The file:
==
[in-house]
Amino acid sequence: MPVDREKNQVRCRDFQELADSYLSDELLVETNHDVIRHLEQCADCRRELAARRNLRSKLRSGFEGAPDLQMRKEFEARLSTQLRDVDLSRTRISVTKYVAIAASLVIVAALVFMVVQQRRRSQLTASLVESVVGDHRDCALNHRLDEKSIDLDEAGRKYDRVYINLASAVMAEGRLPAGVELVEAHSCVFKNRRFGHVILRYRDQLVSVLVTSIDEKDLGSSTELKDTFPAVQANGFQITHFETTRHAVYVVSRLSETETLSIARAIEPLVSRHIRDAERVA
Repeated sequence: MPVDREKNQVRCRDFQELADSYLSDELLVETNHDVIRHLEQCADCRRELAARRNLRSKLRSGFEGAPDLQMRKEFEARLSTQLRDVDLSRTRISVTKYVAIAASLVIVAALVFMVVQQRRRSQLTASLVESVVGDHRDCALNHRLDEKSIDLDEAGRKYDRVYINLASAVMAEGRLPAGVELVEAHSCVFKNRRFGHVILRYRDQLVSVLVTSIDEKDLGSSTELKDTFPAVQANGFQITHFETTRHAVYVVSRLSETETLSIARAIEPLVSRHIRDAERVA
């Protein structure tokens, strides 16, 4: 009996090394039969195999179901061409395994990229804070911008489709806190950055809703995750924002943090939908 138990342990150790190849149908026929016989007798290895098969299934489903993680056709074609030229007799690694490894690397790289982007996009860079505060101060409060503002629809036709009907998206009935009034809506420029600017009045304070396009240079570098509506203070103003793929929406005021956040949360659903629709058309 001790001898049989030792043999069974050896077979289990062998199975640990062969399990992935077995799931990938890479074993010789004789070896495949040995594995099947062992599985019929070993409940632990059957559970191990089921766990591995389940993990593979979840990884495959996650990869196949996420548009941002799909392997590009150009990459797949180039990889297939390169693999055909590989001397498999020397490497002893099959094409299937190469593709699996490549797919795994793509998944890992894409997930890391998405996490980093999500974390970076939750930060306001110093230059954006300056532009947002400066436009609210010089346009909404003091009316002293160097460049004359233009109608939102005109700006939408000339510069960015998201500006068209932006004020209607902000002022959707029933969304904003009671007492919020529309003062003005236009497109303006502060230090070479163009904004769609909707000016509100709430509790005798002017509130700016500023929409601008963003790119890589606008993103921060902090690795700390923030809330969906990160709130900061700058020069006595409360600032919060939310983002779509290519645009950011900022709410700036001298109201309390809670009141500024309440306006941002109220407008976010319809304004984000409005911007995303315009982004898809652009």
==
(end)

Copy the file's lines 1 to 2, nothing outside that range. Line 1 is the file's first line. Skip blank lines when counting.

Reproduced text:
[in-house]
Amino acid sequence: MPVDREKNQVRCRDFQELADSYLSDELLVETNHDVIRHLEQCADCRRELAARRNLRSKLRSGFEGAPDLQMRKEFEARLSTQLRDVDLSRTRISVTKYVAIAASLVIVAALVFMVVQQRRRSQLTASLVESVVGDHRDCALNHRLDEKSIDLDEAGRKYDRVYINLASAVMAEGRLPAGVELVEAHSCVFKNRRFGHVILRYRDQLVSVLVTSIDEKDLGSSTELKDTFPAVQANGFQITHFETTRHAVYVVSRLSETETLSIARAIEPLVSRHIRDAERVA